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garryn

Subsiding House

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Just to add that, if I remember correctly, it was a boat shed but then it was 'rebuilt' as a house. I wonder about any surveyor's reports which could make interesting reading! My gut feeling is that the building has been added to and a heavy upstairs added and that, in part, might be the problem.

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I used to live next door but one. I built a road next door through swamp land. I think this was owned by a friend from Sheffield who was a builder. At one time it was built with bricks at one side, warned by locals not a good idea. Next winter I saw water flowing in and out of the bedroom window it had sunk. This was in late 60,s or early 70,s. I belive it was pile driven to 60 feet but nothing firm found.

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The BBC has written 'A riverside home, worth about £831,000, that a couple in their 60s bought and renovated for retirement is sinking.' I wonder what it would be worth if it wasn't sinking? 

That aside I feel sorrow for the owners and I fear for the outcome of their insurance claim. Not sure where the buck will stop on this one but possibly someone has been ill advised, or not advised at all. I rather suspect that owners of similar properties will be looking closely at their insurance policies whilst insurance companies might well be demanding sight of recent survey reports.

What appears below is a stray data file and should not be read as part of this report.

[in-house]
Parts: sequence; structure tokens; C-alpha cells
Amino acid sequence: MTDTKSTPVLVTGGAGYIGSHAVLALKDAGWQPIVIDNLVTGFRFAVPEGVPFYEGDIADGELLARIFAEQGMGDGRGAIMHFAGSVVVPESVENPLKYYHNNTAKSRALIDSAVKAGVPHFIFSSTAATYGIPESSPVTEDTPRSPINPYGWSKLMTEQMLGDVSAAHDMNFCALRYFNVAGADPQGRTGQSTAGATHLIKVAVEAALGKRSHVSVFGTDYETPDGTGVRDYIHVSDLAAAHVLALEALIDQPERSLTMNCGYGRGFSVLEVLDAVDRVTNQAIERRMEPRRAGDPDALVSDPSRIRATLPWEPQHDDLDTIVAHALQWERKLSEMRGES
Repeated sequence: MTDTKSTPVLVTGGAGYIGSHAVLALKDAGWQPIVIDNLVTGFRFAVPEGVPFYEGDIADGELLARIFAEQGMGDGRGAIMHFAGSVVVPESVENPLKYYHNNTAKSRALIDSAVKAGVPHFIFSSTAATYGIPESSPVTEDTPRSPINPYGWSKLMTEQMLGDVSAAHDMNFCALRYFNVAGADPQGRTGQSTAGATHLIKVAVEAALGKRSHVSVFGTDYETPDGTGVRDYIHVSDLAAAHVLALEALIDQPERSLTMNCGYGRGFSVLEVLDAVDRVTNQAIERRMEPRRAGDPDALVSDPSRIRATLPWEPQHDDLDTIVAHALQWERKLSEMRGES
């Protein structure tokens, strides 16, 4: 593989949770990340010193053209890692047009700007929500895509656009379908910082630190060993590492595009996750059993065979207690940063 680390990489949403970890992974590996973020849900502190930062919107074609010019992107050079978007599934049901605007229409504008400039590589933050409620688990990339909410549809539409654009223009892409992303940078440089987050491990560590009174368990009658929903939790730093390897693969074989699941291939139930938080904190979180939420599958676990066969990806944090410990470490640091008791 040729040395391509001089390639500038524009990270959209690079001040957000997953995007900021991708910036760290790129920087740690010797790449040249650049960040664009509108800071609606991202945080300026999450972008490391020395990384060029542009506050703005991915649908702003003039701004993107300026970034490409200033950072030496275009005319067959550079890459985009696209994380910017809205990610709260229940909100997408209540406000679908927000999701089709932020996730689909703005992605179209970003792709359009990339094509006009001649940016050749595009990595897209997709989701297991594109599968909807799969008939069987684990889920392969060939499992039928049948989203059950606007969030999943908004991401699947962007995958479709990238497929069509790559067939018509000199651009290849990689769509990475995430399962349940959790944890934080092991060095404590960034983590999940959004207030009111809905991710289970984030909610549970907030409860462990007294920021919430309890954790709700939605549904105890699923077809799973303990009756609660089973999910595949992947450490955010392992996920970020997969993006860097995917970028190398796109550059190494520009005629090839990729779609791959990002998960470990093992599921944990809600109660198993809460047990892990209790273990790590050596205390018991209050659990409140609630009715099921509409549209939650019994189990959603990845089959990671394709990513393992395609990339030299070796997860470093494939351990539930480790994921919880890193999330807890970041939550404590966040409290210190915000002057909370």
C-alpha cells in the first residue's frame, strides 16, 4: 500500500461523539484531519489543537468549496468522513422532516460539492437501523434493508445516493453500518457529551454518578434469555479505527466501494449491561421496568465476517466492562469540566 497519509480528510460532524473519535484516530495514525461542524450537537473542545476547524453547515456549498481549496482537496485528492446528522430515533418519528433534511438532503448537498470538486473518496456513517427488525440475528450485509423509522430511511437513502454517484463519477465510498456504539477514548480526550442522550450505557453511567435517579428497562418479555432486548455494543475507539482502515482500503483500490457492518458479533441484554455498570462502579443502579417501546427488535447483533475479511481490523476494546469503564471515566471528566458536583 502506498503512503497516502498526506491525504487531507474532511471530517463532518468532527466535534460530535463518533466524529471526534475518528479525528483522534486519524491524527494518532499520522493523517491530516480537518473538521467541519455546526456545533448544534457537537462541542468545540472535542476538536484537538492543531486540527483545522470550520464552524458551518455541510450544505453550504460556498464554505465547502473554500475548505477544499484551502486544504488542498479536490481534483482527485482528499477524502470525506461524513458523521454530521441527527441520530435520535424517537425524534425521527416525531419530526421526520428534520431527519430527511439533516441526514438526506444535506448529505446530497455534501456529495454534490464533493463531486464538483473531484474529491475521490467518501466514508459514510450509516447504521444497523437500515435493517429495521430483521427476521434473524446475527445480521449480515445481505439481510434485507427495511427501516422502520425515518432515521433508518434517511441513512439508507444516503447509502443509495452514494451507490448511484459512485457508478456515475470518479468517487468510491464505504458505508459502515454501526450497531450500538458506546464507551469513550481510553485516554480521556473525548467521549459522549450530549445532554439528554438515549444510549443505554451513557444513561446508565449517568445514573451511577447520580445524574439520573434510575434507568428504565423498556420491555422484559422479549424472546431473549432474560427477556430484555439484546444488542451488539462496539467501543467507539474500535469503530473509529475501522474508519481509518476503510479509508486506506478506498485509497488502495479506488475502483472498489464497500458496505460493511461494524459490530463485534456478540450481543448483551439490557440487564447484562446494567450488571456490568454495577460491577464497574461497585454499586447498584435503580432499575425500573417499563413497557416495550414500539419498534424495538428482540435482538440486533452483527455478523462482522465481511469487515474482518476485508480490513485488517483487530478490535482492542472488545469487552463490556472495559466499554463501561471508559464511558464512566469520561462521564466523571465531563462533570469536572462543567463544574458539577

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We passed by yesterday and it really is something to behold. It looked to me that demolition, re-pile and frame up, then rebuild is probably the way forward.

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The end that has sunk has a wide patio door over which is a dormer. After more than ten years involvement with the double glazing industry I can say with some conviction that in a four part patio door alone there is a huge amount of weight. Add to that if normal practice was followed then a steel beam would have been inserted above the doors in order to support the roof and the room above, another huge increase in weight. Of course I am only guessing but I suspect that renovations and 'improvements'  have been made with insufficient regard to the foundation of the building. That bay window would be horrendously heavy too. Assuming that the original glazing was single then inserting double glazing, by the nature of the beast, doubles the weight of glass alone. As I've asked before, where does the buck stop?

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27 minutes ago, JennyMorgan said:

I can say with some conviction that in a four part patio door alone there is a huge amount of weight.

many years ago I was in the double glazed window industry, and we had an architect ask for doors half as big again as the maximum size, we of course complied after explaining the mechanism would be heavy to operate due to the additional weight of the glass, (they came in at 750 kg per door) after we had fitted it he complained we hadnt fitted security blocks to stop intruders lifting them off their tracks.The patio door was located in an enclosed courtyard, with the one wall that could have been climbed over being above the swimming pool in the middle, we did laugh.